Posted on February 16, 2017
Can you recite the Ten Commandments by heart?
I suspect not; most of us can’t. We usually remember, “Thou shalt not murder”—often misstated as “Thou shalt not kill”—and “Thou shalt not steal.” Most people kind of recall that there is something in there about honoring father and mother, and not swearing. Others might get the adultery part, or perhaps even the Sabbath. Few people remember all ten.
But whether we know them by heart or not these “Ten Statements” (the translation of the Hebrew Aseret haDibrot) from this week’s Torah portion of Yitro are supposed to be the only words God ever spoke directly to our people. Yet they are not really at the heart of our Judaism today. Why not?
Read more: Rabbi Samuel M. Cohon’s Weekly Torah Talk On Yitro 5777
Song to the Violent God
Posted on February 9, 2017
“God (YHVH) is a man of war! YHVH is His Name!” -- Exodus 15:3
The Torah portion of B’Shalach is justly famous for two reasons. First, it tells the great tale of the crossing of the yam suf, the Sea or Reeds (or perhaps the Red Sea itself) and the redemption of the people of Israel from destruction at the hands of Pharaoh’s army. Second, after the crossing, Moses and the people of Israel sing the magnificent Az Yashir Moshe, Moses’s Song, about their salvation through divine action. B’Shalach is always chanted on Shabbat Shirah, the Sabbath of Song, and it is celebrated with special musical services in virtually every Reform and Progressive synagogue in the world.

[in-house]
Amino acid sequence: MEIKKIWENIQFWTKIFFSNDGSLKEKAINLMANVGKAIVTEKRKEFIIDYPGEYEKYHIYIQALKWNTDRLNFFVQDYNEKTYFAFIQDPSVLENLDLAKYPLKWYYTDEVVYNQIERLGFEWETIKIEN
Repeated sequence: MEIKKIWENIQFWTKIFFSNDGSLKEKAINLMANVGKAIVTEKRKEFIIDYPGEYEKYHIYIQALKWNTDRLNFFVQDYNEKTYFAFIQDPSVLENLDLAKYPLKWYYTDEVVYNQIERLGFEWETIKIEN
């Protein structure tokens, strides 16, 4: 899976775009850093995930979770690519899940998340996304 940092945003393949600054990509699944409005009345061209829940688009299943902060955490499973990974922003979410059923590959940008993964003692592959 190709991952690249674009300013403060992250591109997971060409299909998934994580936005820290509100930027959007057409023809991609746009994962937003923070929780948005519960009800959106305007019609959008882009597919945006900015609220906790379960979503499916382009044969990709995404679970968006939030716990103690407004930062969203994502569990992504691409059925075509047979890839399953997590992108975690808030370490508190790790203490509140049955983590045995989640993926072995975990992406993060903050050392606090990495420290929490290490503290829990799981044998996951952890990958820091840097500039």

The story itself couldn’t be much more familiar, not only from the Torah text itself and every Passover Seder you have ever attended, but from the arts. The Exodus is featured in paintings, novels, and poems, and there have been a variety of mediocre film interpretations, ranging from “The Ten Commandments” to “The Prince of Egypt” to last year’s “Exodus: Gods and Kings.” Still, the story is worth hearing yet again.
Read more: Rabbi Samuel M. Cohon’s Weekly Torah Talk On B'Shalach/Shabbat Shirah 5777